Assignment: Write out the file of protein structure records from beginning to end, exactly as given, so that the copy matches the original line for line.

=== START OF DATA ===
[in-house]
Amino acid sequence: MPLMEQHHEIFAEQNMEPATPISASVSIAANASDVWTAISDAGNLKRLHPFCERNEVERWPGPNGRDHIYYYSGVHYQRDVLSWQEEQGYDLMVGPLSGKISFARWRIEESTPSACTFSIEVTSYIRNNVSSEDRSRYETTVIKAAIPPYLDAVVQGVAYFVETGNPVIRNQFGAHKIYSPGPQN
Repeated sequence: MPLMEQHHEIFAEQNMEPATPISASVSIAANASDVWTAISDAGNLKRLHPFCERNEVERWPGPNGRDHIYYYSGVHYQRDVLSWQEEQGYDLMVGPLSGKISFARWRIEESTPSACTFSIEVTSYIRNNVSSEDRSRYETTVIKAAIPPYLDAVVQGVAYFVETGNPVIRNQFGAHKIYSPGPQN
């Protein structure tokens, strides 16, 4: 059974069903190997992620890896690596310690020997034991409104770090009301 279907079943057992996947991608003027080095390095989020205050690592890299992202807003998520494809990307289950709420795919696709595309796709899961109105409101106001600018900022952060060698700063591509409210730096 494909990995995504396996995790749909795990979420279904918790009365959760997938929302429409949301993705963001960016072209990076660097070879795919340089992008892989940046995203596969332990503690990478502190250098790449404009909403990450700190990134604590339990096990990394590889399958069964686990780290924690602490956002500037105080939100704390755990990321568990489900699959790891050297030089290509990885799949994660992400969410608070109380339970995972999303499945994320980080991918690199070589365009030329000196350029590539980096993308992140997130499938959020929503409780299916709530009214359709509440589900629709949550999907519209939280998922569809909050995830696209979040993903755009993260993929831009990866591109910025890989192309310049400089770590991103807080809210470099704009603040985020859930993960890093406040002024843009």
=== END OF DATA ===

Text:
[in-house]
Amino acid sequence: MPLMEQHHEIFAEQNMEPATPISASVSIAANASDVWTAISDAGNLKRLHPFCERNEVERWPGPNGRDHIYYYSGVHYQRDVLSWQEEQGYDLMVGPLSGKISFARWRIEESTPSACTFSIEVTSYIRNNVSSEDRSRYETTVIKAAIPPYLDAVVQGVAYFVETGNPVIRNQFGAHKIYSPGPQN
Repeated sequence: MPLMEQHHEIFAEQNMEPATPISASVSIAANASDVWTAISDAGNLKRLHPFCERNEVERWPGPNGRDHIYYYSGVHYQRDVLSWQEEQGYDLMVGPLSGKISFARWRIEESTPSACTFSIEVTSYIRNNVSSEDRSRYETTVIKAAIPPYLDAVVQGVAYFVETGNPVIRNQFGAHKIYSPGPQN
């Protein structure tokens, strides 16, 4: 059974069903190997992620890896690596310690020997034991409104770090009301 279907079943057992996947991608003027080095390095989020205050690592890299992202807003998520494809990307289950709420795919696709595309796709899961109105409101106001600018900022952060060698700063591509409210730096 494909990995995504396996995790749909795990979420279904918790009365959760997938929302429409949301993705963001960016072209990076660097070879795919340089992008892989940046995203596969332990503690990478502190250098790449404009909403990450700190990134604590339990096990990394590889399958069964686990780290924690602490956002500037105080939100704390755990990321568990489900699959790891050297030089290509990885799949994660992400969410608070109380339970995972999303499945994320980080991918690199070589365009030329000196350029590539980096993308992140997130499938959020929503409780299916709530009214359709509440589900629709949550999907519209939280998922569809909050995830696209979040993903755009993260993929831009990866591109910025890989192309310049400089770590991103807080809210470099704009603040985020859930993960890093406040002024843009």